Kenténha (October) 17, 2013 – The Mohawk Nation at Kahnawà:ke – People of the Longhouse – is horrified by the recent RCMP attack of indigenous protesters at the Mi’kmaq Nation at Elsipogtog near Rexton, New Brunswick. The protestors have been barricading Route 134 since September 30, to prevent the SWN Resources Canada from conducting exploratory research
Kenténha (October) 17, 2013 – The Mohawk Nation at Kahnawà:ke – People of the Longhouse – is horrified by the recent RCMP attack of indigenous protesters at the Mi’kmaq Nation at Elsipogtog near Rexton, New Brunswick. The protestors have been barricading Route 134 since September 30, to prevent the SWN Resources Canada from conducting exploratory research for potential shale hydrofracking in that area.
Since its introduction into our traditional territory, the Haudenosaunee Six Nations Confederacy has been opposed to hydrofracking. A statement issued by the Haudenosaunee Grand Council states:
“We have seen first-hand the impacts of hydrofracking; the vast industrialization of the landscape, the pollution of the air from hundreds of trucks, propane stripping stations, gas flares, and compression stations; the fragmentation of habitat and landscape by the incursions of roads and drill pads; the ruining of streams and drinking wells from drilling-related contamination; and most heartbreakingly, the permanent disruption of peoples homes, lives and communities. Even when things are done “right”, the impacts are devastating.”
The UN Declaration on the Rights of Indigenous Peoples established human rights standards that directly relate to this matter. They include:
- Article 19. States shall consult and cooperate in good faith with the indigenous peoples concerned through their own representative institutions in order to obtain their free, prior and informed consent before adopting and implementing legislative or administrative measures that may affect them.
- Article 29. This article contains three important provisions relating to the rights to the conservation and protection of the environment of the lands, territories and resources of indigenous peoples.
- Article 37. Indigenous peoples have the right to the recognition, observance and enforcement of treaties, agreements and constructive arrangement concluded with States and their successors.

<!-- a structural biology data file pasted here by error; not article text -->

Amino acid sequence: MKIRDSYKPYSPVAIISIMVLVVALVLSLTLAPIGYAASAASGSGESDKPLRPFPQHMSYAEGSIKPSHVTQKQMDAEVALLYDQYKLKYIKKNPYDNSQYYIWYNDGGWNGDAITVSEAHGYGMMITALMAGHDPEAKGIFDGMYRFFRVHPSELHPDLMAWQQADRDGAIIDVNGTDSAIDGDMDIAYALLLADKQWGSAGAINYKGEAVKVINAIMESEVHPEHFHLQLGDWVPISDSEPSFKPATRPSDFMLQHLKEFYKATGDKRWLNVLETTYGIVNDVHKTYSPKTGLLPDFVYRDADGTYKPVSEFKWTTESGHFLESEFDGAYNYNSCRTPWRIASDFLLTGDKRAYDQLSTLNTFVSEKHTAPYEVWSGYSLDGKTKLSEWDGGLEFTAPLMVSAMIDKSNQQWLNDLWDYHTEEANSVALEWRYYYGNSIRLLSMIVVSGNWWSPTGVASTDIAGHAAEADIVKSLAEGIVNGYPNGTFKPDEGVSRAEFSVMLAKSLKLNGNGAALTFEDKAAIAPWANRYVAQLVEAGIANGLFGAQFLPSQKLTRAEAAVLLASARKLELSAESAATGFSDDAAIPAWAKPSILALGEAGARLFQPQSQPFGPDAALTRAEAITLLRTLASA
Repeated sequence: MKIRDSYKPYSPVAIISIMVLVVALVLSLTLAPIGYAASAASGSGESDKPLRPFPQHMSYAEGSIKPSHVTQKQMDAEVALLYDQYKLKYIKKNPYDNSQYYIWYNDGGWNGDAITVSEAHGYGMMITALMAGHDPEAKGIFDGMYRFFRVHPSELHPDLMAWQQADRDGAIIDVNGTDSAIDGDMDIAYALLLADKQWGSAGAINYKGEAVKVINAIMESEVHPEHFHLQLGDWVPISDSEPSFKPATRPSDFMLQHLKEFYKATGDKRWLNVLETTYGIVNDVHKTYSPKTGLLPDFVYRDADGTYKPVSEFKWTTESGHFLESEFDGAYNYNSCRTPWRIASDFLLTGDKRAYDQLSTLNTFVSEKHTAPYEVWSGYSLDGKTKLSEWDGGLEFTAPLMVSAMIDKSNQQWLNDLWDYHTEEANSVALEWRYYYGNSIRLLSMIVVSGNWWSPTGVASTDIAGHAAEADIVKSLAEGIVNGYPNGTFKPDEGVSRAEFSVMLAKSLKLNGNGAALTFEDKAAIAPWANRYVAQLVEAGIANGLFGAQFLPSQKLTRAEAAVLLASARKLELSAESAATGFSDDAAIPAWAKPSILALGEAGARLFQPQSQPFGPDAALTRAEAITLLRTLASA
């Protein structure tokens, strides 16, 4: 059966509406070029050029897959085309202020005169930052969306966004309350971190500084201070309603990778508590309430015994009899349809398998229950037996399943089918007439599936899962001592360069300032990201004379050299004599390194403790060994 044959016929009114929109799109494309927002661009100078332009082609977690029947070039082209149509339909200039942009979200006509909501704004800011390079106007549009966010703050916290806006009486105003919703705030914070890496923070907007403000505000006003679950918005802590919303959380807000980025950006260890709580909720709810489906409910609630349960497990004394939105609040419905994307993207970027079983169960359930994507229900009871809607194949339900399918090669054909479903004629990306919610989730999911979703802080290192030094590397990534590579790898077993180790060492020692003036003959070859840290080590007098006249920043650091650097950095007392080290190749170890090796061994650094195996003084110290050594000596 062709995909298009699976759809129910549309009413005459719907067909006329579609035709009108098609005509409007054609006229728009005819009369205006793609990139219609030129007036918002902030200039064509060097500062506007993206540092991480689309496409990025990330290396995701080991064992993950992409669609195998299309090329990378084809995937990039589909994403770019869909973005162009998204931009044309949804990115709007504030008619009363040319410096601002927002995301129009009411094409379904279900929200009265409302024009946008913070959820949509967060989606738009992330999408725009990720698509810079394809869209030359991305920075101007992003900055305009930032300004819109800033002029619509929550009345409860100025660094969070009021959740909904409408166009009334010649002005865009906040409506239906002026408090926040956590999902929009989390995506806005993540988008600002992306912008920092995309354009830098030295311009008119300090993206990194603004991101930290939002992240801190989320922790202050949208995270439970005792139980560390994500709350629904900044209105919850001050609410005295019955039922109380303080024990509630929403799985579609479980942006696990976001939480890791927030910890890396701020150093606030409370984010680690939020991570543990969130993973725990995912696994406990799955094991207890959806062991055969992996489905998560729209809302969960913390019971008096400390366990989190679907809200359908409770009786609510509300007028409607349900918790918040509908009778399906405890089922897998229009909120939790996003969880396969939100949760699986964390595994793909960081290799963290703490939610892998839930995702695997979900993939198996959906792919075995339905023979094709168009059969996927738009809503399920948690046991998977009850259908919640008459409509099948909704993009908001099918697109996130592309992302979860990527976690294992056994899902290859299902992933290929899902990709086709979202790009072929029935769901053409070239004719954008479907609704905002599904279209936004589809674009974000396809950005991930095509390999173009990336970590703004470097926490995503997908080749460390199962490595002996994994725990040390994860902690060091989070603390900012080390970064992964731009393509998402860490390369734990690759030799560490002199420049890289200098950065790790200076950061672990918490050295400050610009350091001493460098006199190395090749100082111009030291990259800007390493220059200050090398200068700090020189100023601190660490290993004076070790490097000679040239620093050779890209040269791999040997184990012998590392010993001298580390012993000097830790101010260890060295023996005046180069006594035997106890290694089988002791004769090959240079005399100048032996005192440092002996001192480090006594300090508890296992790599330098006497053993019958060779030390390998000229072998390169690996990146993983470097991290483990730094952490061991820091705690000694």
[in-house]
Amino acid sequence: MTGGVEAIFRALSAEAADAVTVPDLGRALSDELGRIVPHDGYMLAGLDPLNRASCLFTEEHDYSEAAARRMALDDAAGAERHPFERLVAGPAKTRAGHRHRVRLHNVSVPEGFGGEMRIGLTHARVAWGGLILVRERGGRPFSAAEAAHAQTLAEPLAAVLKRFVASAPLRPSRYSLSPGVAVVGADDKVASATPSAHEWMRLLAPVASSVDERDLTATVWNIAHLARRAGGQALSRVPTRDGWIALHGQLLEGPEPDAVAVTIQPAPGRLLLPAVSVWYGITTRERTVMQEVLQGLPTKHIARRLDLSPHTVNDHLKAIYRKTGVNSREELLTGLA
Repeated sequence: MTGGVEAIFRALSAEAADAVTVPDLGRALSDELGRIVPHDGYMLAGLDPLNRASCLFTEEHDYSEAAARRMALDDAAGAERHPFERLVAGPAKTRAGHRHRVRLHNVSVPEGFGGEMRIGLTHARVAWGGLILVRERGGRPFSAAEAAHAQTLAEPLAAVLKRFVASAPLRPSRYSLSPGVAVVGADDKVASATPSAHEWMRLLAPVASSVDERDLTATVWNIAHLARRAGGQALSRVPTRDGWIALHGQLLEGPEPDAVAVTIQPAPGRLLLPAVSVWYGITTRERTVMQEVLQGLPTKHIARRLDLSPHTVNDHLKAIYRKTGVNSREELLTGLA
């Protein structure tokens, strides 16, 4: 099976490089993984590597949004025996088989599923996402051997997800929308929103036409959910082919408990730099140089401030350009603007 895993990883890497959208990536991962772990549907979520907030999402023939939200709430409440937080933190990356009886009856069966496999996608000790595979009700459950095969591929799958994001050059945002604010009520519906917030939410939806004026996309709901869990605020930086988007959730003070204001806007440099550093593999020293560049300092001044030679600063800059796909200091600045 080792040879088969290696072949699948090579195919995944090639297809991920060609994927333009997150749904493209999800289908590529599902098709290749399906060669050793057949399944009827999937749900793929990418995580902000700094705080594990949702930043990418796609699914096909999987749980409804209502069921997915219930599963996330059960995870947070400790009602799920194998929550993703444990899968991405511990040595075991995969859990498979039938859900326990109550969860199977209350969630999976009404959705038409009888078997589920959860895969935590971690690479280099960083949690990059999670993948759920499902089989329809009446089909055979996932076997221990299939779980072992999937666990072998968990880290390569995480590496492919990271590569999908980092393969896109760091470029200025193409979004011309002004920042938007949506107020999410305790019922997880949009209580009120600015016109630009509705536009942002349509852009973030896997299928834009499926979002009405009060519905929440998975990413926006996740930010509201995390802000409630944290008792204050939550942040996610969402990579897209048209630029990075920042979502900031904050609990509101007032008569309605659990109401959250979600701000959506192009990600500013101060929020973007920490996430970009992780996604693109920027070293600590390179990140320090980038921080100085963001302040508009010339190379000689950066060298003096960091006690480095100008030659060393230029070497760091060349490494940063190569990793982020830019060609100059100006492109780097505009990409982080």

The Mohawk Nation at Kahnawà:ke understands that if the Mi’kmaq Nation at Elsipogtog did not take action against SWN Resources Canada, their exploration for shale gas would no doubt prove disastrous to the Mi’kmaq and the neighboring Canadian municipalities.(See reverse for details).
The Mohawk Nation at Kahnawà:ke stands in support of the Mi’kmaq people of Elsipogtog and are prepared to offer whatever assistance they require.
In peace and friendship,
Atsenhaién:ton Kenneth Deer
Secretary – Kahnawà:ke Branch
Haudenosaunee Six Nation Iroquois Confederacy
Kahnawake Mohawk Territory – Kenténha (October) 18, 2013
For more than two weeks, a coalition of people including local Mi’kmaq residents of Elsipogtog near Rexton, New Brunswick and Anglophone and Acadian settlers, have blockaded the road leading to an equipment compound leased to South Western Energy or SWM in efforts to protect the waters from the consequences of fracking.
SWN is a Texas based energy company, that has been attempting to conduct natural gas exploration in the area’s shale formations. It is believed that if significant deposits of gas are found, SWN would then employ the controversial extraction method of hydraulic fracturing or fracking. But since this past summer, protests, direct actions and sabotage have thwarted their work, and have turned public opinion on the side of the protesters.
Throughout the summer, police arrested dozens of people conducting non-violent civil disobedience. But since the arrival of members of the Mi’kmaq warrior society, the police have not been as keen to come near protesters.
The blockade is preventing SWN from operating thumper trucks, massive vehicles that gather seismic data to determine the location of natural gas.
Fortunately, a partnership has been established, co-operation between natives and settlers, has kept this blockade fully stocked and operational. Food, wood, hot coffee, tents and other supplies keep streaming all the while SWN berates the police in the media for not arresting the protesters.
Today, several people named in a court injunction are due to appear before a judge. In the meantime supporters keep arriving, any support would be greatly appreciated.